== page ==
--> You had disadvantages.
--> What disadvantages?
--> You're insane.


** Will's approach to Lecter's cell is virtually identical to Clarice's.

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** Will's approach to Lecter's cell is virtually identical to Clarice's.Clarice's, except that Lecter is lying down.



** Then he kind of ruins the oddly touching moment by saying "I think I'll eat your heart." Or perhaps adds to it in a strange way if you consider that Hannibal might be eating his heart because he has great regard for Will's courage and strength. Luckily for him, Will survives the encounter and gets Hannibal arrested.

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** Then he kind of ruins the oddly touching moment by saying "I think I'll eat your heart." Or perhaps adds to it in a strange way if you consider that Hannibal might be eating his heart because he has great regard for Will's courage and strength.strength, not to mention the twisted romantic implications of him choosing the heart to eat. Luckily for him, Will survives the encounter and gets Hannibal arrested.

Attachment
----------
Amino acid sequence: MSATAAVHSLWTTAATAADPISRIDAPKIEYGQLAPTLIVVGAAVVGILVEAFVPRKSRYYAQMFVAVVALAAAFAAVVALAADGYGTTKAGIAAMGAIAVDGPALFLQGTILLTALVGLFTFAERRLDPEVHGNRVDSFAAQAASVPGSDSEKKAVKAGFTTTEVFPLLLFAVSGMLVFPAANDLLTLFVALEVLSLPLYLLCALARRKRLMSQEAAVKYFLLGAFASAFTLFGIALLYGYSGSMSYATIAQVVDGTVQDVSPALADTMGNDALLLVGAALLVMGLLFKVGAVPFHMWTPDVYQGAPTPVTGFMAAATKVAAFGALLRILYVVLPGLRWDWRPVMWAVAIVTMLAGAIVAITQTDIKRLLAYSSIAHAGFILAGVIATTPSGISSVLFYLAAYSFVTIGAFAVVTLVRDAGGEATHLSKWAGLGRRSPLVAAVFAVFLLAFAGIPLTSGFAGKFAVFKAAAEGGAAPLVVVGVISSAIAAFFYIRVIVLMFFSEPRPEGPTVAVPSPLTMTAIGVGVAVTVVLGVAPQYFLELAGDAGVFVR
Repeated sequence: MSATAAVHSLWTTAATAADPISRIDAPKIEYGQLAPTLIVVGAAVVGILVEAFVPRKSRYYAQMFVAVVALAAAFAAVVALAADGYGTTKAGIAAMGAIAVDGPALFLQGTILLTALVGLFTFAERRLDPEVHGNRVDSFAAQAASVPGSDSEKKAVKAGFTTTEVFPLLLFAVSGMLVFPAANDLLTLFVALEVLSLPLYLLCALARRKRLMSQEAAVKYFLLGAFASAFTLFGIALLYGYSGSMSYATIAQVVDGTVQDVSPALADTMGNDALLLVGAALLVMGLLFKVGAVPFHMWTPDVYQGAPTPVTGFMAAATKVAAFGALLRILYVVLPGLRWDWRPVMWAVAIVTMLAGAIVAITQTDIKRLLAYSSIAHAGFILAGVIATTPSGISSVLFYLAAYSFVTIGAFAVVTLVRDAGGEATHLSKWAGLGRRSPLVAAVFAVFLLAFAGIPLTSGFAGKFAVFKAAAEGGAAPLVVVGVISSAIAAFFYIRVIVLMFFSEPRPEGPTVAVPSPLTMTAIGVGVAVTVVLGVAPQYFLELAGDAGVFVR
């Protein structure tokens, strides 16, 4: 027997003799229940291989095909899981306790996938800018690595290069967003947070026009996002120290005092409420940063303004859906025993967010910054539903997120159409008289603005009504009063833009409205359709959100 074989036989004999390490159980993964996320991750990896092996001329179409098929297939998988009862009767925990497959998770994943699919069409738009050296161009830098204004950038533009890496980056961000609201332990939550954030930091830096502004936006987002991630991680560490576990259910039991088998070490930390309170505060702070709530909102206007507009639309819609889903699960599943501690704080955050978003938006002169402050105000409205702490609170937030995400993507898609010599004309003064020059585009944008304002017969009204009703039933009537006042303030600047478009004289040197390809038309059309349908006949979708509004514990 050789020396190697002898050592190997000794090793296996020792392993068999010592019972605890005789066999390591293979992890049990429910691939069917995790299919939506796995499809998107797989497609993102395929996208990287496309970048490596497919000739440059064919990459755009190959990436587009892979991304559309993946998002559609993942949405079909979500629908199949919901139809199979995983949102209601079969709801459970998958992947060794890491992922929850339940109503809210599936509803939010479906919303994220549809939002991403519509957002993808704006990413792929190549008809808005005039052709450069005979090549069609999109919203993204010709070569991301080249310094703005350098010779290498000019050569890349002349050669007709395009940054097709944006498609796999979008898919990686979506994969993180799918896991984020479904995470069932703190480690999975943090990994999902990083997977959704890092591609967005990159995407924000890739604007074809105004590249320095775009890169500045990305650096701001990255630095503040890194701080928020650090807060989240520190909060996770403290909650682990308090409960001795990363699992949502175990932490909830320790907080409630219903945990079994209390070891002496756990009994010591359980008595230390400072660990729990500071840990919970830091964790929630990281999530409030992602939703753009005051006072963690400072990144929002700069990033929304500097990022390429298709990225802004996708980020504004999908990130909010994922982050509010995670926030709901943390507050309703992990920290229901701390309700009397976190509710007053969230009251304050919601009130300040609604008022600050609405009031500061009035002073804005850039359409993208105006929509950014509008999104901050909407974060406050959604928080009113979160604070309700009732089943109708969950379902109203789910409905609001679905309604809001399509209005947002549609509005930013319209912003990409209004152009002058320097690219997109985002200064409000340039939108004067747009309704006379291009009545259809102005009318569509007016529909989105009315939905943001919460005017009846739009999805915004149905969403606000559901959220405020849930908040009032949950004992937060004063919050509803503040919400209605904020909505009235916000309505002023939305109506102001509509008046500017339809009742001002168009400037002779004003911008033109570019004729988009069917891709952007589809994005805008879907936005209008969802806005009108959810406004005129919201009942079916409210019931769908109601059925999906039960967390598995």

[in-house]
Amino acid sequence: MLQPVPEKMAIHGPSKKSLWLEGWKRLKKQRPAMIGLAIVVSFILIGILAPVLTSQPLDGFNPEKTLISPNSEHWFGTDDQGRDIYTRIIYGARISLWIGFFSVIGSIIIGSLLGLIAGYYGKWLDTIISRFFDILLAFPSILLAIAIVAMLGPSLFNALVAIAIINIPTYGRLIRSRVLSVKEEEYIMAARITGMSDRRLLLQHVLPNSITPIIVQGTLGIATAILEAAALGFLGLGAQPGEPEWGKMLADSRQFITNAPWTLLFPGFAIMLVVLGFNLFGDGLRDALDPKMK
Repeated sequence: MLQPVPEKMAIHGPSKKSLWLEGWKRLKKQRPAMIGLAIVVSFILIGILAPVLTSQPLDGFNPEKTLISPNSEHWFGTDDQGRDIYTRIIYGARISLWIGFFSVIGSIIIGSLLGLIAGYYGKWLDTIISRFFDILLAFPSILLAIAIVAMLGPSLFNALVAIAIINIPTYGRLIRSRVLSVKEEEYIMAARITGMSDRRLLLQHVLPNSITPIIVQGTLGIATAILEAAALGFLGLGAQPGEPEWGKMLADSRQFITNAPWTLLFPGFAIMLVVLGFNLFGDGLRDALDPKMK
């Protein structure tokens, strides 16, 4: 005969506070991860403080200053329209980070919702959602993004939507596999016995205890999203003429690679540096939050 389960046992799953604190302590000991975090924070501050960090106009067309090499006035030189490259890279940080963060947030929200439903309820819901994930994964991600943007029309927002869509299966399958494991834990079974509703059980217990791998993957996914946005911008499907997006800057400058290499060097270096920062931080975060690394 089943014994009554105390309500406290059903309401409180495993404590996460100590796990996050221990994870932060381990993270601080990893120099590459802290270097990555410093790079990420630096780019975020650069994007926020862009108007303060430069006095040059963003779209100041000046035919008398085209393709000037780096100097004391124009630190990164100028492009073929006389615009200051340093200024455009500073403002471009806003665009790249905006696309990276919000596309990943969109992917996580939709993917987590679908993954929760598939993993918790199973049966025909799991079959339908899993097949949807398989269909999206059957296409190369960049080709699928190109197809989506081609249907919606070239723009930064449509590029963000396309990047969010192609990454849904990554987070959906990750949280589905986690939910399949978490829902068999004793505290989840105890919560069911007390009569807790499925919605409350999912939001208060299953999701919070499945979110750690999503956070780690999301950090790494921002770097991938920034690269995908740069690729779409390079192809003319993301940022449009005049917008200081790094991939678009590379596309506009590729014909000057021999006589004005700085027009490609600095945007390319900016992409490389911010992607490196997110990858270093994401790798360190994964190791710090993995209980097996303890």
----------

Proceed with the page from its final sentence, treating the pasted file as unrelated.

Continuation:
* AdaptationDistillation: Both film adaptations cut corners in order to have a more clear focus. ''Manhunter'' only briefly references the painting and psychology of the killer while ignoring Lecter's cannibalism in favor of focusing on the actual hunt for the killer (hence the title) and its effect on Graham, while the 2002 film has a greater focus on the Lecter/Graham relationship and the mental state of the titular Red Dragon, Francis Dolarhyde.

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* AdaptationDistillation: Both film adaptations cut corners in order to have a more clear focus. ''Manhunter'' only briefly references the painting and psychology of the killer while ignoring Lecter's cannibalism in favor of focusing on the actual hunt for the killer (hence the title) and its effect on Graham, Graham (hence the title), while the 2002 film has a greater focus on the Lecter/Graham relationship and the mental state of the titular Red Dragon, Francis Dolarhyde.